“Oh, Calamity, you’ll have to be more careful! It’s no good helping people if you make yourself sick in the process.” Katie looked around. “Bill and Danny have gone?”
“Yep,” Calamity replied, checking out the window. A cloud of dust rising over the trees told her the two horsemen were heading for town. “I asked Danny to invite you to the ball.”
“Well that’s very kind, but hardly necessary,” Katie replied, turning Calamity towards her. Nimble fingers began undoing the buttons of Calamity’s wet shirt as they spoke.
“If he didn’t ask you, you wouldn’t be able to go!” Calamity protested. “Wouldn’t want you missin’ out on the biggest party o’ the year.”
“Well that’s true enough, but we have to be careful, Calamity.”
Katie’s fingers stilled as Calamity’s closed over them, gentle and warm.
“I know that. And you know Bill’d be the last person I’d want to go to the dang-blasted ball with, but if Danny’s gotta go with someone, I’d rather it be you than one of those half-dressed women from town.”
“Because you know he’s not going to steal my heart, you mean?” Katie replied lightly.
Calamity sighed. “I’m not so much a fool as people make out, Katie Brown. I’s seen the way he looks at you, and he ain’t never looked at me that way.”
Katie’s eyes were sympathetic, but Calamity pressed on.
“Matter of fact, the only one who’s ever looked at me that way is you, and you’re doing it right now.”
Calamity sighed. “O’course you are.” She looked down at her own rough hands entwined with Katie’s delicate ones. “It’s gonna look mighty suspicious, us sharing a cabin out here all on our lonesome, you know, ‘specially with Bill and Danny fightin’ over you the way they are,” Calamity said. She took a deep breath. “I think we’re gonna need a plan.”
“A plan?” Katie said, eyes wide.
“A plan,” Calamity confirmed. “If you’re going to stay here in Deadwood, that is.”
“I’d like to stay,” Katie said quietly, fingers squeezing gently. “If you think this town’s big enough for the both of us.”
“I reckon we could make space,” Calamity said, smiling a little. “Folks’ll be less suspicious of a married lady visiting her friend. Especially if that friend’s not exactly known for bein’ all ladylike and such.”
“I believe I see what you’re saying,” Katie replied. She was quiet for a few minutes, searching Calamity’s eyes. “But if I...that is, if Danny and I...won’t people think you’ll be jealous?”
Calamity guffawed. “Jealous? Me? Not hardly!”
“But if people know you’re in love with Danny-”
“I ain’t in love with Danny!”
“But people think you are. They’ll think it mighty strange if you’re friendly with his wife, now won’t they?”
“I suppose you might have a point,” Calamity allowed. She frowned. “Well, what do you suggest?”
Katie’s eyes sparkled. “Well I think you’re right, Calamity Jane – we do need a plan.”
As she rode towards Valley Falls, Calamity blinked hard. Now that she’d cried – cried like a little girl – the tears wouldn’t stop. She couldn’t tell if she was happy or sad – or both – and it was mighty tiresome, trying to decide.
“Gettin’ soft, Calamity,” she told herself. “Y’better put all that away, now.”
When Katie had first proposed her plan – taking advantage of Danny’s affection for her, making sure Calamity found them outside before allowing Bill to convince her to chase after Katie – Calamity had balked.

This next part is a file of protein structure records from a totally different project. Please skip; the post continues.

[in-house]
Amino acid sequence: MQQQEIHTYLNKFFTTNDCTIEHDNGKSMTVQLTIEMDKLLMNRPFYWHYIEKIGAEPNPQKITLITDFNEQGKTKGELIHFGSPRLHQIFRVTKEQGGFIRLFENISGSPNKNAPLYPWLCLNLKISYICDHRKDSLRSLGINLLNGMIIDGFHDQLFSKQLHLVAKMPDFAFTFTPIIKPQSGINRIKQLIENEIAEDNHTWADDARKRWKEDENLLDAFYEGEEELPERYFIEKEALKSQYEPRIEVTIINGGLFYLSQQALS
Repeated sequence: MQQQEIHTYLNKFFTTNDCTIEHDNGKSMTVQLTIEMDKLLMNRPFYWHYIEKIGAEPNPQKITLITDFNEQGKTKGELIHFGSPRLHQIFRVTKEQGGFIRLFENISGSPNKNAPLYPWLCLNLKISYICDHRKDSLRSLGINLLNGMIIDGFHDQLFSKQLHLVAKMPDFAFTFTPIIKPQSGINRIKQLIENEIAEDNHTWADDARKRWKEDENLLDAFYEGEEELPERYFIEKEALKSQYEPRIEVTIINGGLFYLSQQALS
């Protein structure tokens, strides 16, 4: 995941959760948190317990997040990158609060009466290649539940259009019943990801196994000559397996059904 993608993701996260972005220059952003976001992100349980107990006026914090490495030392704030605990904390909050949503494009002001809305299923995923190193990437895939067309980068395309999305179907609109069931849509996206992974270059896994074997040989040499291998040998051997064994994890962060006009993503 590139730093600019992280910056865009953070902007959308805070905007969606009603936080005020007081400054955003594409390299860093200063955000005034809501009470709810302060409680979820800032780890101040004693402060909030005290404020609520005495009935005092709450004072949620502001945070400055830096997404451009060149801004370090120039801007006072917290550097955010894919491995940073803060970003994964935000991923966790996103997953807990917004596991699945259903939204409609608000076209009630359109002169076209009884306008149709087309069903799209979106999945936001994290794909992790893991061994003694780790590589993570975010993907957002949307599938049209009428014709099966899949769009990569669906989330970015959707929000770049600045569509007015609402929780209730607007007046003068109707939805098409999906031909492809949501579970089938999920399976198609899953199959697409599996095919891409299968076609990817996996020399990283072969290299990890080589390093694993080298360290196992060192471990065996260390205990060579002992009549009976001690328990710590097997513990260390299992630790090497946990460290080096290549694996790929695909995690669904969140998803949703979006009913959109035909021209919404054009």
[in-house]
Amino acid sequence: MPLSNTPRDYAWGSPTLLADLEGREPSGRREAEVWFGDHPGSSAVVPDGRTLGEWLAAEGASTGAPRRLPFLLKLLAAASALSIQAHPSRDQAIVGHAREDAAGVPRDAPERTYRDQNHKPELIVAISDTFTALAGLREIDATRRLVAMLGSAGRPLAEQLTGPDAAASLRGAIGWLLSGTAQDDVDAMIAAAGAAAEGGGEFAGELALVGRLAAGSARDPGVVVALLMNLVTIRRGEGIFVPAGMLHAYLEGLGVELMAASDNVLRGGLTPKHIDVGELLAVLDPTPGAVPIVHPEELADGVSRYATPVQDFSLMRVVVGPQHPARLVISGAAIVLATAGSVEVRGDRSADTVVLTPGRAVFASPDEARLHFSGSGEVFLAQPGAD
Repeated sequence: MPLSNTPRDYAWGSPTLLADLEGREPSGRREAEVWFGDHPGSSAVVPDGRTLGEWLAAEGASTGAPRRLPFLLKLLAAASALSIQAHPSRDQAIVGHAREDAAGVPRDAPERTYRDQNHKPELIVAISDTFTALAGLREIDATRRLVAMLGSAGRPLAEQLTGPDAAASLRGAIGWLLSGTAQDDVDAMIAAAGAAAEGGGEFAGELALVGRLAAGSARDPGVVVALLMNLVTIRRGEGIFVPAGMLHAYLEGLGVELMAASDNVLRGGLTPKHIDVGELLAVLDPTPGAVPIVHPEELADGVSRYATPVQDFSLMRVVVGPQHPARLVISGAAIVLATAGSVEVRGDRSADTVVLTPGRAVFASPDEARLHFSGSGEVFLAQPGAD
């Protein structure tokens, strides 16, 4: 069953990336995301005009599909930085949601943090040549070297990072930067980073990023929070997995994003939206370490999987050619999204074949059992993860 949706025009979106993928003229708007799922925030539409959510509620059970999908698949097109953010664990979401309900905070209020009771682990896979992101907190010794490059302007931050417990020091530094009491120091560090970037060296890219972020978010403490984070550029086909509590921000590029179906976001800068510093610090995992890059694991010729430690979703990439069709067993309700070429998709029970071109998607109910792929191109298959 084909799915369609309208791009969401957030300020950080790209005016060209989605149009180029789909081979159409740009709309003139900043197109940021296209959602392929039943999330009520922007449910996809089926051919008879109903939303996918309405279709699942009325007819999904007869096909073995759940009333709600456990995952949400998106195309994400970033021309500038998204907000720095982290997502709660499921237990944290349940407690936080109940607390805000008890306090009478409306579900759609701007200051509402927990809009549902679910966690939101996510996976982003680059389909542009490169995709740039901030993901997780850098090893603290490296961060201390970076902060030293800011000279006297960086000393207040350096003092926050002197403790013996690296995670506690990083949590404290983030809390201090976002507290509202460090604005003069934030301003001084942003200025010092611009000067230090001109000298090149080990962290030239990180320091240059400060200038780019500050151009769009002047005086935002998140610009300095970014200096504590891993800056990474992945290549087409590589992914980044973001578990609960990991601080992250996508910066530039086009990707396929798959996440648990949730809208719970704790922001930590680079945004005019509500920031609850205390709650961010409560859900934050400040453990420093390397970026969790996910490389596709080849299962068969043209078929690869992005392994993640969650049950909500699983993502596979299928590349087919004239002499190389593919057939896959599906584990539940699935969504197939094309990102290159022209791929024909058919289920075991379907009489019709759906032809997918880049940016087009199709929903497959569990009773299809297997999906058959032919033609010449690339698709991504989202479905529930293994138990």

“I don’t need to see you kissin’ Danny!” she’d exclaimed. This was going to be hard enough without having to see it happening. All these emotions – how did women cope? It was so much easier huntin’ a bear or drivin’ an ox team.
“Danny needs to believe that you don’t want to marry him anymore.” Katie’s face was earnest. “Then when Bill convinces you to come and get me, we can tell Danny we’ve talked and you’re fine. You’re over him.”
“I am over him,” Calamity grumbled.
“I know,” Katie said quietly.
“Katie, I…” Calamity hesitated. “I didn’t know. Before I met you…I thought I was in love with Danny, I thought I knew what that meant. But I didn’t.”
“I know,” Katie said again. She raised one hand, cupping Calamity’s cheek. “But we have to do it this way.”
“I know,” Calamity whispered. “Don’t mean I have to like it, though.”
“No,” Katie said, giggling. “It does not.”
Calamity sighed, the wind drying the last of the tears on her cheeks. Things hadn’t gone exactly to plan at the ball, but when she’d realised Bill was looking at her the way Danny looked at Katie – well, it seemed like an improvement. She could only hope Katie agreed.
The stage – a special run arranged for Katie and Calamity – bumped over the ground from Valley Falls to Deadwood.
“I am mighty pleased you agreed to come back to Deadwood,” Calamity said, her heart in her eyes. “Town wouldn’t be the same without you.”
“With such a good friend, how could I stay away?” Katie’s eyes sparkled with affection. “And you and Bill marrying? That was certainly a surprise!”
Calamity shrugged. “It wasn’t hardly planned, but I’d been thinkin’ about children and the like, and I figured…Bill’s as close to perfect for me as any man’s likely to get.”
“He’s not going to stop you riding with the stage, you mean,” Katie said.
“Exactly,” Calamity said. Her smile faded a little. “Bill Hickok knows me about as well as any man can know a woman.” With a deep breath she looked back over at Katie. “Besides, the whole town knows I ain’t no good at cleanin’ and cookin’ and the like. Won’t be hardly suspicious at all if you’re spendin’ your days teachin’ me how to keep house for Bill.”
“You, keeping house!” Katie said. “Now that I’d like to see.”
“I believe you said a woman’s touch was all it takes?” Calamity replied.
“I believe you’re right,” Katie said with a smile.